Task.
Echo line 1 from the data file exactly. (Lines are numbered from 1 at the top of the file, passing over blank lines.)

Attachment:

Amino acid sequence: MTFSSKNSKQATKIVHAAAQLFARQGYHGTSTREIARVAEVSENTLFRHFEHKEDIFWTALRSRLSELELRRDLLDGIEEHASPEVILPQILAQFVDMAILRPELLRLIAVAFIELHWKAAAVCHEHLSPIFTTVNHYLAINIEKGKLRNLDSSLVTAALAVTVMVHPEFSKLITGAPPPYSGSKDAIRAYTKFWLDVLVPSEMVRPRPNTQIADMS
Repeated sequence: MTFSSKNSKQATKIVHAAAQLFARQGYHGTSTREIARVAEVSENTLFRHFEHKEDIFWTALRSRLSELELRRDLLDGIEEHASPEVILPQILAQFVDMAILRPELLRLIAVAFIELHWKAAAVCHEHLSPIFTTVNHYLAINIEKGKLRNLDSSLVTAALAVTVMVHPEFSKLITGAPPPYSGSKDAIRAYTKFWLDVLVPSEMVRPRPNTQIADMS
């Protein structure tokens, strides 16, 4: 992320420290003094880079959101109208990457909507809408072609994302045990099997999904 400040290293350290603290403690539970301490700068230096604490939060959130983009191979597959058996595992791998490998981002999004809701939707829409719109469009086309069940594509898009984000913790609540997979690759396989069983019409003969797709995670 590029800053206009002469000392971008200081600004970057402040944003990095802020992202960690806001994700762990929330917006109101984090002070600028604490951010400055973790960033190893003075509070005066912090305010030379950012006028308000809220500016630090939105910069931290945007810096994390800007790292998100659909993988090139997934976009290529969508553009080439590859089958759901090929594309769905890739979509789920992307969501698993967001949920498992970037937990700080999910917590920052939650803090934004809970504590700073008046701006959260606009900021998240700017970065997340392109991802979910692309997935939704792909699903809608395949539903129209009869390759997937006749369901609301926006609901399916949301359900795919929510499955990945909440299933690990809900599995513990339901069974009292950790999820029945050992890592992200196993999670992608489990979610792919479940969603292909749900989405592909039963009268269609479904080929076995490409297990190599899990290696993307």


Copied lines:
Amino acid sequence: MTFSSKNSKQATKIVHAAAQLFARQGYHGTSTREIARVAEVSENTLFRHFEHKEDIFWTALRSRLSELELRRDLLDGIEEHASPEVILPQILAQFVDMAILRPELLRLIAVAFIELHWKAAAVCHEHLSPIFTTVNHYLAINIEKGKLRNLDSSLVTAALAVTVMVHPEFSKLITGAPPPYSGSKDAIRAYTKFWLDVLVPSEMVRPRPNTQIADMS